First writings: money and banking
Piero Sraffa (1898–1983) is one of the leading intellectuals of the twentieth century: not only for his strictly economic contributions, but also for his influence on others, from Antonio Gramsci to Ludwig Wittgenstein.
In the field of economic sciences, Sraffa's cultural project is an extremely ambitious one: ‘to shunt the car of economic science’ in a direction opposite to that indicated by Jevons, one of the protagonists of the ‘marginalist revolution’. With his writings, in fact, Sraffa aims to expose the weak points of the marginalist approach as developed by, for instance, Jevons, Menger, Walras, Marshall, Böhm-Bawerk, Hayek and Pigou and at the same time to repropose the classical approach of Adam Smith, David Ricardo and, in certain respects, Karl Marx. In order to better understand its nature and impact, it may be useful to follow the gradual development of this cultural project, from the first writings on money and banking to the edition of Ricardo's works and the small but dense volume on Production of commodities by means of commodities (1960).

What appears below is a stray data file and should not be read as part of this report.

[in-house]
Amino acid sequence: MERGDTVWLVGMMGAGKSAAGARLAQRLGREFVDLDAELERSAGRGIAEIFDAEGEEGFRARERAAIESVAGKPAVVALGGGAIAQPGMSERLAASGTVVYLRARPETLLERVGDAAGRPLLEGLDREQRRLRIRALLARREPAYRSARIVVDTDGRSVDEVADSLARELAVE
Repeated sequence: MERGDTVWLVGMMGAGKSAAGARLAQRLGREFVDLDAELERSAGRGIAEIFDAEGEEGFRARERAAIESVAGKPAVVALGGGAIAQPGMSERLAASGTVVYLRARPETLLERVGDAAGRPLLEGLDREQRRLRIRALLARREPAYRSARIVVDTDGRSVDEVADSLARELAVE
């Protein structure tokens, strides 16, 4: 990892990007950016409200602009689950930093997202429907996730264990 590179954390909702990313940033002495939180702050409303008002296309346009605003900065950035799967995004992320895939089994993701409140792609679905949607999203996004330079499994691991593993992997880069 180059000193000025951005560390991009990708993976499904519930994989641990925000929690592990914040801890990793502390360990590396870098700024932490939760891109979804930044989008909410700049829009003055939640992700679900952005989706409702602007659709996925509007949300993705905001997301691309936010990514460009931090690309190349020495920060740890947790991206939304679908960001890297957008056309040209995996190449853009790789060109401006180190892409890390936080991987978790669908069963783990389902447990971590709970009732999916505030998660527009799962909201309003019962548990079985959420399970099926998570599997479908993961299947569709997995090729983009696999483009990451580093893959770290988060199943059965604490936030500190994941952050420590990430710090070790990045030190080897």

Piero Sraffa was born in Turin on 5 August 1898. His father, Angelo Sraffa (1865–1937), was a well-known professor of commercial law and subsequently (from 1917 to 1926) Dean of the Bocconi University in Milan. Following his father as he moved from one university seat to another, the young Sraffa studied in Parma, Milan and Turin.